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Regulatory systems for gene expression control in cyanobacteria

Abstract

As photosynthetic microbes, cyanobacteria are attractive hosts for the production of high-value molecules from CO2 and light. Strategies for genetic engineering and tightly controlled gene expression are essential for the biotechnological application of these organisms. Numerous heterologous or native promoter systems were used for constitutive and inducible expression, yet many of them suffer either from leakiness or from a low expression output. Anyway, in recent years, existing systems have been improved and new promoters have been discovered or engineered for cyanobacteria. Moreover, alternative tools and strategies for expression control such as riboswitches, riboregulators or genetic circuits have been developed. In this mini-review, we provide a broad overview on the different tools and approaches for the regulation of gene expression in cyanobacteria and explain their advantages and disadvantages.

Introduction

Cyanobacteria are a very diverse group of photosynthetic microorganisms. They colonise all light-exposed habitats on Earth, including marine water, freshwater, soil, glaciers, deserts and hot springs (Whitton and Potts 2000). The phylum is divided into five subsections and comprises unicellular and filamentous strains (Rippka et al. 1979). Some of the latter are capable to differentiate some vegetative cells into specialized cell types (i.e., heterocysts) (Stewart et al. 1969).

As photosynthetic microorganisms, cyanobacteria are appealing models for studying photosynthetic processes on a single-cell level and aspired hosts for the large-scale production of high-value molecules in industry (Abed et al. 2009). Despite their high potential in these fields, strategies for genetic engineering and tightly controlled gene expression still lag behind the tools available for common heterologous hosts. Methods for classical mutagenesis are well established in model cyanobacteria (Grigorieva and Shestakov 1982; Marraccini et al. 1993) and also the Clustered Regularly Interspaced Short Palindromic Repeats (CRISPR)-technology has successfully been applied in these organisms (Ungerer and Pakrasi 2016; Wendt et al. 2016). However, the application of these methods is limited by the toxicity of Cas9 (Wendt et al. 2016), the high ploidy level of many cyanobacteria (Griese et al. 2011) and the varying efficiency in the diverse cyanobacterial strains. Another obstacle in genetic engineering is the lack of regulatory elements and induction systems that can be precisely controlled. Several commonly used heterologous promoters are substantially leaky or perform poorly in cyanobacteria (Guerrero et al. 2012; Huang et al. 2010). As an example, expression levels obtained from Ptrc (a hybrid of the trp and lac promoters from E. coli) are nearly equal in the presence or absence of the inducer. Native promoter systems in contrast often allow relatively tight induction control, but usually yield lower expression levels and depend on inducers that regulate and thus interfere with endogenous metabolic processes in cyanobacteria (Guerrero et al. 2012; Huang et al. 2010). Reasons for the respective technical restrictions are the differences in gene expression control in heterotrophic hosts compared to cyanobacteria and the limited knowledge on the underlying mechanisms in the latter. Anyway, in the last years research in this field has been intensified, some existing promoter systems could be improved and novel promising promoters were engineered for the use in cyanobacteria. Moreover, RNA-based tools such as riboswitches, riboregulators or small RNAs (sRNAs) as well as genetic circuits emerged as highly promising strategies for gene expression control in cyanobacteria (Higo et al. 2017, 2018b; Ma et al. 2014; Taton et al. 2017; Ueno et al. 2018). Furthermore, striking improvements of gene expression could be achieved by alteration of regulatory elements such as the ribosome binding site (RBS) (Englund et al. 2016; Thiel et al. 2018; Wang et al. 2018). Different tools for RBS design are available, such as the Ribosome Binding Site Calculator (Salis 2011), the RBS Designer (Na and Lee 2010) or the UTR Designer (Seo et al. 2013). More details on the importance of RBS choice and engineering are provided elsewhere (Immethun and Moon 2018; Sun et al. 2018a). In this mini-review, we focus on promoters, riboswitches, riboregulators and genetic circuits. The knowledge on traditionally used systems is briefly summarised and current findings and novel tools are more accurately discussed. Details on all regulatory tools are provided in Online Resource 1. Abbreviations of the discussed cyanobacterial strains and short information about them are provided in Table 1.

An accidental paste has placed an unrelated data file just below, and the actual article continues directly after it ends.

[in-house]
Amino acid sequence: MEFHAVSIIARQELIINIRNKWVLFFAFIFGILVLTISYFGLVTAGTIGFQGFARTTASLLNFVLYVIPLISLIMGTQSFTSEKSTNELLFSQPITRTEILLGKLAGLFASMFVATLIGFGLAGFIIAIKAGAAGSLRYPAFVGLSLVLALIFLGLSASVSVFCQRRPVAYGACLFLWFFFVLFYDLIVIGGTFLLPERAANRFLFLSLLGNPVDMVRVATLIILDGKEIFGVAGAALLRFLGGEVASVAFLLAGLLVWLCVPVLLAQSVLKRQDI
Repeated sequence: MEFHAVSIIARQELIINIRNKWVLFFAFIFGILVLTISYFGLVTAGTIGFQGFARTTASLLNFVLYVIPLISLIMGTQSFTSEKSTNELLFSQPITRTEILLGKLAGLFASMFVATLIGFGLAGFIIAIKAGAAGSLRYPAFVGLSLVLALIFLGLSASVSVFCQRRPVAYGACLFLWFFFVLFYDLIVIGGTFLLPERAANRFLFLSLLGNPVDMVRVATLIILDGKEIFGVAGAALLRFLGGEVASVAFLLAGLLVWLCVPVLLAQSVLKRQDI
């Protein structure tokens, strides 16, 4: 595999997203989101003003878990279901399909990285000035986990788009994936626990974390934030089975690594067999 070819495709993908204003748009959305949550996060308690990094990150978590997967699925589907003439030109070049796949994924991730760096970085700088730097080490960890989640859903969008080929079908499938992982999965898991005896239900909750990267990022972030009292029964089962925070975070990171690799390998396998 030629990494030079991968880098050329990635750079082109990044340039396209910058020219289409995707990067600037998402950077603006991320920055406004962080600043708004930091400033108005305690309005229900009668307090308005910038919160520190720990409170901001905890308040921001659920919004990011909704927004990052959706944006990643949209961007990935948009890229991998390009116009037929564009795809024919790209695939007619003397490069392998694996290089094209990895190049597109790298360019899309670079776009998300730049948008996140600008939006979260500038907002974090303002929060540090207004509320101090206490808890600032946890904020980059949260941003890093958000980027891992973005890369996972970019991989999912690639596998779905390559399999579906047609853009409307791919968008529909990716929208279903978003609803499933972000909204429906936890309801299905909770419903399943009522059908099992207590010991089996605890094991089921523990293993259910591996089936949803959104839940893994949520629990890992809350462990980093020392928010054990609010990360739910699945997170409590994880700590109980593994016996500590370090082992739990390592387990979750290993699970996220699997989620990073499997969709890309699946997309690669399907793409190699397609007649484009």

Table 1 Cyanobacterial strains

Promoters

The traditionally used regulatory elements for the control of gene expression are promoters. It can be distinguished between constitutive and inducible promoters. The latter are needed when temporary expression of the target gene is required, such as for the expression of gene products that are lethal for the cell or for components that are sensitive to certain conditions (e.g. O2 or light). Besides the regulatory mode, the promoters applied in cyanobacteria can be distinguished based on their origin. Commonly used heterologous promoters from E. coli or bacteriophages, native/endogenous promoters and synthetic or hybrid promoters have been employed. Crucial characteristics of such promoters are the expression strength, the induction control (i.e. baseline expression under non-inducing conditions) and the dynamic range (ratio between expression levels under inducing and non-inducing conditions). A comprehensive list of the promoters used in cyanobacteria and information on their properties are provided in Online Resource 1. However, it has to be considered that a comparison of the parameters derived from different studies has to be treated with caution. The output reported for the respective expression system depends on several factors, such as the applied substrain (as reported for Sy_6803; Zavřel et al. 2017), the type of gene expressed, the quantification method, the cultivation conditions, the reference value for calculations and the interplay of different regulatory elements.